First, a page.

Stereotypical notions of youth in crisis or youth who are disconnected from their families do our communities a tremendous disservice. They are not simply defiant young people who won’t obey parental authority or come from “bad homes”.
A variety of complicated factors can lead to a young people leaving home. Sometimes they leave because of a pattern of ongoing disagreements with parents; sometimes they leave because it is not safe for them to stay. Some young people have hard things happening in other areas of their life that increase the stresses of growing up and make home life more difficult. Some young people are forced to leave home by parents who can simply no longer afford to provide for a child. Often, youth and families have not been able to access the supports they need to prevent crisis.
Runaway or homeless youth typically can’t be identified by sight. They dress like their peers, act like their peers, hang out with their peers, even continue to attend school with their peers. However, unlike their peers, at the end of the day they may not know where they are going to sleep, or where their next meal will come from, or how long they can stay where they are.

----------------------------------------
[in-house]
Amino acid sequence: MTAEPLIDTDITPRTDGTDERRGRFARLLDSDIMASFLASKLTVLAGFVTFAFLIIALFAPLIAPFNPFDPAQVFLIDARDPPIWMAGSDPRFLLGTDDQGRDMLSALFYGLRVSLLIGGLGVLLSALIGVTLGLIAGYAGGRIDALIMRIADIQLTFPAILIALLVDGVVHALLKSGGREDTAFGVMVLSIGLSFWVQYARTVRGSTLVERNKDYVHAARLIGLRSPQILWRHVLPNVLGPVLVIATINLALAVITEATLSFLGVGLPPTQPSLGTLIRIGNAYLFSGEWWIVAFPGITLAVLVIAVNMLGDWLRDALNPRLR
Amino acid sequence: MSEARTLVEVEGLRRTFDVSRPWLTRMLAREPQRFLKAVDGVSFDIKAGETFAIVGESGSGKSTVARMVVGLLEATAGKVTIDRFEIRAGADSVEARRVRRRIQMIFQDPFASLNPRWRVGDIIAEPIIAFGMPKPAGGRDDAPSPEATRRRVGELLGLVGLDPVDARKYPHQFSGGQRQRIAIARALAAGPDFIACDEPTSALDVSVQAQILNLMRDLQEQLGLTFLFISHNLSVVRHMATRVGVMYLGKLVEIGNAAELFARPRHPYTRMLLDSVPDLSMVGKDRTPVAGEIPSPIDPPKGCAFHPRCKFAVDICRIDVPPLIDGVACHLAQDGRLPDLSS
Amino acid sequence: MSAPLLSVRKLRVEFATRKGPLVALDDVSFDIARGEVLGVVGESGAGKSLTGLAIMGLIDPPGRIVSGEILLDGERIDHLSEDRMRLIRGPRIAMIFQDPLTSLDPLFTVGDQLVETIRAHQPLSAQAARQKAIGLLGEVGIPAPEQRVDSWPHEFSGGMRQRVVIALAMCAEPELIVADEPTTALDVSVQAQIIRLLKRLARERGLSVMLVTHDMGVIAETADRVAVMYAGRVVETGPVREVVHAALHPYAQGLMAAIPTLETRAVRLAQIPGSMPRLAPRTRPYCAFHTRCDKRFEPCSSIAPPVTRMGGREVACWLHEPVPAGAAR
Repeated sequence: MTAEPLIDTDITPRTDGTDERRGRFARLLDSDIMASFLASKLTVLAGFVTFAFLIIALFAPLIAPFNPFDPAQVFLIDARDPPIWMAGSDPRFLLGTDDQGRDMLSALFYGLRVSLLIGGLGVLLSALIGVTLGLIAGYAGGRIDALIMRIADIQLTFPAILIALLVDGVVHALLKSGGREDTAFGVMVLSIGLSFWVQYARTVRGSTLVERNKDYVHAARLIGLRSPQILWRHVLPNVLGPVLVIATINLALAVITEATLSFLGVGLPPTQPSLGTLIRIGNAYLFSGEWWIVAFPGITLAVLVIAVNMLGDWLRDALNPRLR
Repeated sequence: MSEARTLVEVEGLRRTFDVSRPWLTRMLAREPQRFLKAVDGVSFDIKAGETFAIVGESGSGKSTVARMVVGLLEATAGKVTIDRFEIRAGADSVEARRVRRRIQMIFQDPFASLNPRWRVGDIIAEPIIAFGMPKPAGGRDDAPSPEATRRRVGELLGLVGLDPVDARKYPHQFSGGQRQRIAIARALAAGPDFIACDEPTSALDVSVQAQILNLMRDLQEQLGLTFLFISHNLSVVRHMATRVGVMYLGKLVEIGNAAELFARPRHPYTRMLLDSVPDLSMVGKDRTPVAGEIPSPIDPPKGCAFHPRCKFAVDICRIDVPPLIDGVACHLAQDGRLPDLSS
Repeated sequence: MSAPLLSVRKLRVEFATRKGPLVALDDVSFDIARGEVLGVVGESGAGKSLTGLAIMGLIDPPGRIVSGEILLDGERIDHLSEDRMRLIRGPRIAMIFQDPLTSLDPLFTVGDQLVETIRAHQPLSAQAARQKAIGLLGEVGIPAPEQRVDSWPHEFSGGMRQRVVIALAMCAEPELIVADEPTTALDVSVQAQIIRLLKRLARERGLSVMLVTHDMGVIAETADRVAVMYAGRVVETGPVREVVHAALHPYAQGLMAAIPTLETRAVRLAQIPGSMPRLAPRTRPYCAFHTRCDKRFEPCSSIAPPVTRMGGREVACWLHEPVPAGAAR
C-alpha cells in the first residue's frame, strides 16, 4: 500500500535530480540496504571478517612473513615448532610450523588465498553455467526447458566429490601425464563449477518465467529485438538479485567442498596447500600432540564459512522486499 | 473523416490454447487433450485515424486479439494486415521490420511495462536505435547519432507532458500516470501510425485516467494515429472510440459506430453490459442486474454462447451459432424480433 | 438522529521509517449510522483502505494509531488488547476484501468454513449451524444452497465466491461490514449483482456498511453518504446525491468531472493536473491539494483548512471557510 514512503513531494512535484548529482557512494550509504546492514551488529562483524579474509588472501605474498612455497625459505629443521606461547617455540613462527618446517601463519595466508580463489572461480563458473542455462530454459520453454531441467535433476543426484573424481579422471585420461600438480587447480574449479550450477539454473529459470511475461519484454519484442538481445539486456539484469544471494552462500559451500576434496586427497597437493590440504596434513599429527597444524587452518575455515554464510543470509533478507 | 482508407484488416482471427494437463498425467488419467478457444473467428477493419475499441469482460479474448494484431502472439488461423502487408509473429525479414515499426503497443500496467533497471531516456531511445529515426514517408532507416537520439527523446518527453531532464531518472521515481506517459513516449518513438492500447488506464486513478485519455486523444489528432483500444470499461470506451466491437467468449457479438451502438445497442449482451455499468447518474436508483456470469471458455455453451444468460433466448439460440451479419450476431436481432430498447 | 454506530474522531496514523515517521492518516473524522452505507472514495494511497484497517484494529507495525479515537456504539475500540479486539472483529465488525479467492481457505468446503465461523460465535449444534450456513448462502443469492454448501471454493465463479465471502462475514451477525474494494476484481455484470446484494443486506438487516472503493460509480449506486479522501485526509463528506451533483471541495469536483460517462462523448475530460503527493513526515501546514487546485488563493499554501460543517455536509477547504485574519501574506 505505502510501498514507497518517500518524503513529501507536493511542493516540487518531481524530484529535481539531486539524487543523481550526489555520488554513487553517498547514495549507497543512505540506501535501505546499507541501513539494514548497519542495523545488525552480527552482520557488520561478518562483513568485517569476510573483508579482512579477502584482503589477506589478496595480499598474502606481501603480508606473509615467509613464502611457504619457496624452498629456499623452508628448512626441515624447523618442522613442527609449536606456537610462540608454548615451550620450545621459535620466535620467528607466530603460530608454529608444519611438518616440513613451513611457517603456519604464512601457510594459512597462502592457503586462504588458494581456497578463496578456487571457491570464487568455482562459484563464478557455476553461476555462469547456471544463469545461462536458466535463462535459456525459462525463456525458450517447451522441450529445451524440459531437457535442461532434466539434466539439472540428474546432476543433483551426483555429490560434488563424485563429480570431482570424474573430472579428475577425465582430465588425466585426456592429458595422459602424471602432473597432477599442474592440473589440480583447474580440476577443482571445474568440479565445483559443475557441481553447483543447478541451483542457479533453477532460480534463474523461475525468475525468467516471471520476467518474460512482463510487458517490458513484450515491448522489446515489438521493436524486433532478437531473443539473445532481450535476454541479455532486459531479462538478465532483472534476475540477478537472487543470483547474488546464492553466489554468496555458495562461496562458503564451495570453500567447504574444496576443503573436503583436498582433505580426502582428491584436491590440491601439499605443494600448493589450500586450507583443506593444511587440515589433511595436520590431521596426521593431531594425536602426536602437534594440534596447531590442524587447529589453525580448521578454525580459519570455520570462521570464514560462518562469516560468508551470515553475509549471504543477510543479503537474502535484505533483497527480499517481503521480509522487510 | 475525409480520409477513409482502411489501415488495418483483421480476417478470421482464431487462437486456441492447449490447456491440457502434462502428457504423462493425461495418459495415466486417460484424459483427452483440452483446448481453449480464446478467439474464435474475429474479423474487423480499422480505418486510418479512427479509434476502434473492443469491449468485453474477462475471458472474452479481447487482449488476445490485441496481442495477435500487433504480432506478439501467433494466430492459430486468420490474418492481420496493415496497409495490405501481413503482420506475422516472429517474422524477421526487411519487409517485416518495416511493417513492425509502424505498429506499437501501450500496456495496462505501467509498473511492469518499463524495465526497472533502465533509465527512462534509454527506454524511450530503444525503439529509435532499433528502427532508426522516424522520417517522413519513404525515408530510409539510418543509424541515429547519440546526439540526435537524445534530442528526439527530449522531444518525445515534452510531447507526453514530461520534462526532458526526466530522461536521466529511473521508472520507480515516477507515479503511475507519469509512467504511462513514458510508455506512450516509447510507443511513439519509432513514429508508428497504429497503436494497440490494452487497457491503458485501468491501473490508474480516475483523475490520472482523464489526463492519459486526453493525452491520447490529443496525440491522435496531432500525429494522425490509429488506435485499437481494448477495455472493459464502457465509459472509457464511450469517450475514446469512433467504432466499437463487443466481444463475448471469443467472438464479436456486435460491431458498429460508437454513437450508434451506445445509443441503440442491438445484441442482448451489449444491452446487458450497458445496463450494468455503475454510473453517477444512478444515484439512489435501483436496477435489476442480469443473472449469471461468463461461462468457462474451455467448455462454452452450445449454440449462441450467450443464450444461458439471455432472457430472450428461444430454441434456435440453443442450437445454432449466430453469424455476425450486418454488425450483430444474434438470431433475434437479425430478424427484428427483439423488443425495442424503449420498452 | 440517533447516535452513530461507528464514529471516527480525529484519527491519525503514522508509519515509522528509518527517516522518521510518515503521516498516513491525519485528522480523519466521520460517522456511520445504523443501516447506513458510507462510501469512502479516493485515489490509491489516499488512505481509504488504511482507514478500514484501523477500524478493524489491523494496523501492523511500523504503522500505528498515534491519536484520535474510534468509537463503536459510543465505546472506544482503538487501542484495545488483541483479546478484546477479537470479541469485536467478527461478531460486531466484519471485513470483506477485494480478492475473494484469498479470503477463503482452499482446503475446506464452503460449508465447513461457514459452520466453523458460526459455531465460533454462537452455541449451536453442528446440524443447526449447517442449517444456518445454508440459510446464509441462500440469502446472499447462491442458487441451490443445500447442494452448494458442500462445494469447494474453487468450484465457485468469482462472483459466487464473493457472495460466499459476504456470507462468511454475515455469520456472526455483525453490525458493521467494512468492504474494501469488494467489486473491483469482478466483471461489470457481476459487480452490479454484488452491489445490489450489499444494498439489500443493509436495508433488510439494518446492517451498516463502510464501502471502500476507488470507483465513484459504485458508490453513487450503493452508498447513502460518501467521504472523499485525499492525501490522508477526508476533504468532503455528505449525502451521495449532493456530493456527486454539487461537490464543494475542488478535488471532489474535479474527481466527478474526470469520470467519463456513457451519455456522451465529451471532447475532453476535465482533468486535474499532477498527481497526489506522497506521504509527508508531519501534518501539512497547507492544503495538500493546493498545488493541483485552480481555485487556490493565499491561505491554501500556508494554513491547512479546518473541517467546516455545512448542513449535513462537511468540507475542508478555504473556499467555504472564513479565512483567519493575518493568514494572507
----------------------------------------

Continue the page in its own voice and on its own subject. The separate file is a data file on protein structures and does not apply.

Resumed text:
What we know is that youth are incredibly resilient and have so much to offer our communities. VCRHYP believes it is important to make space for youth voices in all aspects of our work, from the direct crisis supports we offer to program planning and statewide advocacy on behalf of youth to ensure services and supports are available for them.
Click on the resources below to hear more directly from youth we work for.